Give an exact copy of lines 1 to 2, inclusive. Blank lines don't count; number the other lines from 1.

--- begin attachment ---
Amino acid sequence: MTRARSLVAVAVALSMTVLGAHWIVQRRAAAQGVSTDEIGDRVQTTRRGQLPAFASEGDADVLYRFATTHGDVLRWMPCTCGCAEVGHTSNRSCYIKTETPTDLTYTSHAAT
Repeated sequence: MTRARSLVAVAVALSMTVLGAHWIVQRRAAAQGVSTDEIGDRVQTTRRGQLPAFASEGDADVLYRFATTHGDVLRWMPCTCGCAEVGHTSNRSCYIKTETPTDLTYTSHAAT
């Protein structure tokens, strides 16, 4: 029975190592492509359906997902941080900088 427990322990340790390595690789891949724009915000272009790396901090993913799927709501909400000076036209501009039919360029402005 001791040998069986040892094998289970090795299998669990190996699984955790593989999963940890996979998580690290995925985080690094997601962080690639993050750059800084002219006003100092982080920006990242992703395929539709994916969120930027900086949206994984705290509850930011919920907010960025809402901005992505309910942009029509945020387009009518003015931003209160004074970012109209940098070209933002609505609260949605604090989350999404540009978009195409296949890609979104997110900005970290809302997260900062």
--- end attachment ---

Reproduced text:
Amino acid sequence: MTRARSLVAVAVALSMTVLGAHWIVQRRAAAQGVSTDEIGDRVQTTRRGQLPAFASEGDADVLYRFATTHGDVLRWMPCTCGCAEVGHTSNRSCYIKTETPTDLTYTSHAAT
Repeated sequence: MTRARSLVAVAVALSMTVLGAHWIVQRRAAAQGVSTDEIGDRVQTTRRGQLPAFASEGDADVLYRFATTHGDVLRWMPCTCGCAEVGHTSNRSCYIKTETPTDLTYTSHAAT